An experienced practitioner and adjunct lecturer at colleges and universities, Charles Barrett is a school psychologist with the heart of a teacher. Informed by rich clinical experiences serving public schools with significant numbers of culturally and linguistically diverse (CLD) students and families, he offers a variety of professional learning opportunities and workshops to improve the manner in which school-based practitioners serve all children and families. Particularly skilled at meeting individuals where they are and helping them to move forward, his presentations are informative, engaging, and filled with practical strategies to assist individuals and systems improve outcomes for children. Available to facilitate professional learning sessions and workshops on a variety of topics for PK-12 educators, undergraduate and graduate students, and state and national conferences, the descriptions below are a sample of his areas of research and practice. To discuss additional presentation themes and topics to meet your organization's needs, and for more information about availability and scheduling, contact us. I am looking forward to hearing from you and supporting the continued development of your staff, colleagues, and students.
Social Justice: Implications for Practice
The United States continues to become an increasingly diverse and less homogenous society. As a consequence of these demographic trends, the students, families, schools, and communities that school psychologists serve are becoming more heterogenous, which presents extraordinary learning opportunities for developing more informed and effective clinical practices. Although uncomfortable and unsettling for some, it is imperative that school psychologists develop an appreciation for their students' and families' unique histories through the lens of race. In fact, the recent addition of social justice as one of the National Association of School Psychologists' (NASP) strategic goals underscores the importance of school psychologists infusing principles of equity into all aspects of service delivery. Further, and consistent with Bronfenbrenner's ecological perspective (Bronfenbrenner, 1969), school psychologists must recognize the injustices that diverse groups have been subjected to, and in some ways continue to experience, within various settings (e.g., school, community, and country). Implications for practice and policy to promote social justice and equitable outcomes will be discussed.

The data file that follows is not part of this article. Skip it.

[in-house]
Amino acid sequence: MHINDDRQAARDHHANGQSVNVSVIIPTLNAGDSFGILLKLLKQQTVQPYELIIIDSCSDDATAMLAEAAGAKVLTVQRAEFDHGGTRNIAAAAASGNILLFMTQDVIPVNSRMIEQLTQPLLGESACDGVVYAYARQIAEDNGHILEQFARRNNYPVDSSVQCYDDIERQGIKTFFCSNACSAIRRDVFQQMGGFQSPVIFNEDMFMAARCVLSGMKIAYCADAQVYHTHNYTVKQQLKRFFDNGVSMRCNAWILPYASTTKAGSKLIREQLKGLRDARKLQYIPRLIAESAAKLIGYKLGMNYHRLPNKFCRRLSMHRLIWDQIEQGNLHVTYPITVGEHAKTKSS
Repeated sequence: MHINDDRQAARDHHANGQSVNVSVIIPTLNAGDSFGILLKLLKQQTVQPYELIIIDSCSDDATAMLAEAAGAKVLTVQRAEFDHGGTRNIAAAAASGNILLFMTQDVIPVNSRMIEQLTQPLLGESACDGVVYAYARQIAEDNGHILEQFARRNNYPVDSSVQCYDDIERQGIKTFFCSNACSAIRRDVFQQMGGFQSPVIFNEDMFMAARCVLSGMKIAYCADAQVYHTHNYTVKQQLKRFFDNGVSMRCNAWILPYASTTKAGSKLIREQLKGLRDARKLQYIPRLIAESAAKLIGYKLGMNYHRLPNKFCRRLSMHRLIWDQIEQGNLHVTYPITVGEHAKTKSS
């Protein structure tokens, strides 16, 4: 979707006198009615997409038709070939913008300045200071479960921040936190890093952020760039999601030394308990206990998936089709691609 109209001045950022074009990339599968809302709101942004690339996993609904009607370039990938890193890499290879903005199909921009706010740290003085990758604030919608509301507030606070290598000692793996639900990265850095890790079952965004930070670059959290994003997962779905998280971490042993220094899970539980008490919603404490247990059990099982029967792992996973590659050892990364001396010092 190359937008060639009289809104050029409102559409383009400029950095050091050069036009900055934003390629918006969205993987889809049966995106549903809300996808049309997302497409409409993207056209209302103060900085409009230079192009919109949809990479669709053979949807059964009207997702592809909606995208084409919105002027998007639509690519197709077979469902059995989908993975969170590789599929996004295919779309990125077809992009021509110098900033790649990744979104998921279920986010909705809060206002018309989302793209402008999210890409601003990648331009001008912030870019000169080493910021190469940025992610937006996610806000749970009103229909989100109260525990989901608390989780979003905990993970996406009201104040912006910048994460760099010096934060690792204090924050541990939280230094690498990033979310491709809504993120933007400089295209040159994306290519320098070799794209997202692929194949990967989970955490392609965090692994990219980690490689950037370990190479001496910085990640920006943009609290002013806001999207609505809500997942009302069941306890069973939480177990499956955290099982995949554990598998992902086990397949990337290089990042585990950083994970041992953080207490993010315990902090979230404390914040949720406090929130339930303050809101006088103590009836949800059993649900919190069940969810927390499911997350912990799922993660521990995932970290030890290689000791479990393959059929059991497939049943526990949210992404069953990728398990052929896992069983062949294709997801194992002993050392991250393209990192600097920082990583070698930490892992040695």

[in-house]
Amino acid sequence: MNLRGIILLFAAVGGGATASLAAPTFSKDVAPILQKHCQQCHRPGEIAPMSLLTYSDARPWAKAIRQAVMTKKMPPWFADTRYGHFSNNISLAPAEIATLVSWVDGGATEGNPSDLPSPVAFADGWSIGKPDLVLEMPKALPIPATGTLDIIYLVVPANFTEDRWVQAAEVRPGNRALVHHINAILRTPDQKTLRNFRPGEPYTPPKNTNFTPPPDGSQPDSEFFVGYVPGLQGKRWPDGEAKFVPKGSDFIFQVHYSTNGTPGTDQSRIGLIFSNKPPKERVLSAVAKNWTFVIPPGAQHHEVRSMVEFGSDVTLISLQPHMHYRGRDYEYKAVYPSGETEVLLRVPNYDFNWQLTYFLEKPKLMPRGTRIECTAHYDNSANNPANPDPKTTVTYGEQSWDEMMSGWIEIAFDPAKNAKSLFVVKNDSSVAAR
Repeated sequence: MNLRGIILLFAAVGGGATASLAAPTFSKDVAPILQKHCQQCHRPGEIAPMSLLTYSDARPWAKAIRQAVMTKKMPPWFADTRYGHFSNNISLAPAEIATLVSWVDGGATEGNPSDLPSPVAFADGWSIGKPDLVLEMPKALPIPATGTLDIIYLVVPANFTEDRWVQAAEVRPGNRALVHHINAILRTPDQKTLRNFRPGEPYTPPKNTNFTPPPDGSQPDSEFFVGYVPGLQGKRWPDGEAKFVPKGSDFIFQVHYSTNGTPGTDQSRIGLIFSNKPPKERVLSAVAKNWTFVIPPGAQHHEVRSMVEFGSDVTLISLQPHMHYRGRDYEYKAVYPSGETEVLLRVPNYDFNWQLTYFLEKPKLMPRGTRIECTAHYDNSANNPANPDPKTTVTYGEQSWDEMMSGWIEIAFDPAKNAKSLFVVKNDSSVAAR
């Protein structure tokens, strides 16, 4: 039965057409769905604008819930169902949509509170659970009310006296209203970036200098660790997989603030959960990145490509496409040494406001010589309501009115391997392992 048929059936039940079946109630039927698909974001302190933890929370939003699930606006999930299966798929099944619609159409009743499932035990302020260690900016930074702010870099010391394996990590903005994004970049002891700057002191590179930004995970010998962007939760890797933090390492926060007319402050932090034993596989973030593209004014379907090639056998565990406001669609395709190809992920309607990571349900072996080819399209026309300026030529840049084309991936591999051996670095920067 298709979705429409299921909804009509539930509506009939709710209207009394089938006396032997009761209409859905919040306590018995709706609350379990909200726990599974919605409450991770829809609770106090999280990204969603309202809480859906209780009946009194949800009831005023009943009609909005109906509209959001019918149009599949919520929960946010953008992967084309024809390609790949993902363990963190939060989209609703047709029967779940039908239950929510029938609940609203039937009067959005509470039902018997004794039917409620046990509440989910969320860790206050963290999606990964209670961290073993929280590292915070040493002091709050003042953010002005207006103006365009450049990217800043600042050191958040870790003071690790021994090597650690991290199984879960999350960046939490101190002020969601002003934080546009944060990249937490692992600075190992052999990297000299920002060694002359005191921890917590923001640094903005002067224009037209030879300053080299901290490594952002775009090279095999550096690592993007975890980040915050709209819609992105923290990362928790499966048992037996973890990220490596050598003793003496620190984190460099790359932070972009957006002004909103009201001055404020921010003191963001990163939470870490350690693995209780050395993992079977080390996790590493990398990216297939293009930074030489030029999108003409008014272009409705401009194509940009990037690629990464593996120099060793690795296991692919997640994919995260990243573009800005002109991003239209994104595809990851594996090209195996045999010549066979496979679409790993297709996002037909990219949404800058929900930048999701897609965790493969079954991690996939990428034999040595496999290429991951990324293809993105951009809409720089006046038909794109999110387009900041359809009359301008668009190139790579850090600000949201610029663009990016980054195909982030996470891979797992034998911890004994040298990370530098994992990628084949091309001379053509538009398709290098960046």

Assessing Culturally and Linguistically Diverse Students
Participants will be exposed to comprehensive, evidence-based, and practitioner friendly assessment models to effectively differentiate between language difference and disability (particularly Specific Learning Disability) for English Learner (EL) students and Attention Deficit Hyperactivity Disorder (ADHD) for Black students. Additionally, participants will develop the skills necessary to effectively design culturally sensitive assessment batteries to validly assess culturally and linguistically diverse (CLD) students’ cognitive abilities, academic skills, and social, emotional, and behavioral functioning. Related to ADHD, specific emphasis will be placed on how rater characteristics influence diagnostic decisions. An interactive workshop with multiple opportunities for active engagement, participants will be encouraged to consider the manner in which data are gathered throughout the assessment process and informs next steps for children and adolescents. Implications for school-based psychological practice and influencing practice and policy decisions in local school divisions related to serving CLD students and families will be discussed.
Social Justice: Leadership
Social justice is significant to the future of school psychology and education. And like other areas of practice, effective leadership is paramount. Using an interdisciplinary lens, this session highlights the necessity of social justice leadership, critical attributes for social justice leaders, and implications for practice.